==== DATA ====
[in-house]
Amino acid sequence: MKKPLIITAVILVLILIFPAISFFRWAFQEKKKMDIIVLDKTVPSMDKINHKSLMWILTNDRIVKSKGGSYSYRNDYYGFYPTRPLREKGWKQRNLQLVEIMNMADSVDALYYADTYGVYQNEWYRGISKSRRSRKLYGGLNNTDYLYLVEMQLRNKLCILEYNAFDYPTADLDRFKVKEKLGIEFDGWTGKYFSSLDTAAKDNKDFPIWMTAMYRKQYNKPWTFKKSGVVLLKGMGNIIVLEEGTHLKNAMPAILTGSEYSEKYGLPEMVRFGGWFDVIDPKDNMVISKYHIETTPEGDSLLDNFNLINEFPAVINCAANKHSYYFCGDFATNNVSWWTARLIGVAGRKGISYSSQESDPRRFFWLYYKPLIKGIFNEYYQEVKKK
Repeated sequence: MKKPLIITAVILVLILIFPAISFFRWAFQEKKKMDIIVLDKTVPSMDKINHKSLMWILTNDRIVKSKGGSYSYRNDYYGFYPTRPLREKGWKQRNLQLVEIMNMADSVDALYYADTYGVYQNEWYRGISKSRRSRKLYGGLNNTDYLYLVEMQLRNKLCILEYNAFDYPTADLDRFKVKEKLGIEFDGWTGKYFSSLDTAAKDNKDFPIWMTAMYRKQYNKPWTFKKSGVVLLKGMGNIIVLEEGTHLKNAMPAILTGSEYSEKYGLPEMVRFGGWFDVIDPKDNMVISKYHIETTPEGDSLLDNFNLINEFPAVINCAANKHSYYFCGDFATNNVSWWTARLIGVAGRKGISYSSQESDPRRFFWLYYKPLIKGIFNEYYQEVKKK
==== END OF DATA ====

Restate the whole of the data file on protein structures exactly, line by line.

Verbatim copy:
[in-house]
Amino acid sequence: MKKPLIITAVILVLILIFPAISFFRWAFQEKKKMDIIVLDKTVPSMDKINHKSLMWILTNDRIVKSKGGSYSYRNDYYGFYPTRPLREKGWKQRNLQLVEIMNMADSVDALYYADTYGVYQNEWYRGISKSRRSRKLYGGLNNTDYLYLVEMQLRNKLCILEYNAFDYPTADLDRFKVKEKLGIEFDGWTGKYFSSLDTAAKDNKDFPIWMTAMYRKQYNKPWTFKKSGVVLLKGMGNIIVLEEGTHLKNAMPAILTGSEYSEKYGLPEMVRFGGWFDVIDPKDNMVISKYHIETTPEGDSLLDNFNLINEFPAVINCAANKHSYYFCGDFATNNVSWWTARLIGVAGRKGISYSSQESDPRRFFWLYYKPLIKGIFNEYYQEVKKK
Repeated sequence: MKKPLIITAVILVLILIFPAISFFRWAFQEKKKMDIIVLDKTVPSMDKINHKSLMWILTNDRIVKSKGGSYSYRNDYYGFYPTRPLREKGWKQRNLQLVEIMNMADSVDALYYADTYGVYQNEWYRGISKSRRSRKLYGGLNNTDYLYLVEMQLRNKLCILEYNAFDYPTADLDRFKVKEKLGIEFDGWTGKYFSSLDTAAKDNKDFPIWMTAMYRKQYNKPWTFKKSGVVLLKGMGNIIVLEEGTHLKNAMPAILTGSEYSEKYGLPEMVRFGGWFDVIDPKDNMVISKYHIETTPEGDSLLDNFNLINEFPAVINCAANKHSYYFCGDFATNNVSWWTARLIGVAGRKGISYSSQESDPRRFFWLYYKPLIKGIFNEYYQEVKKK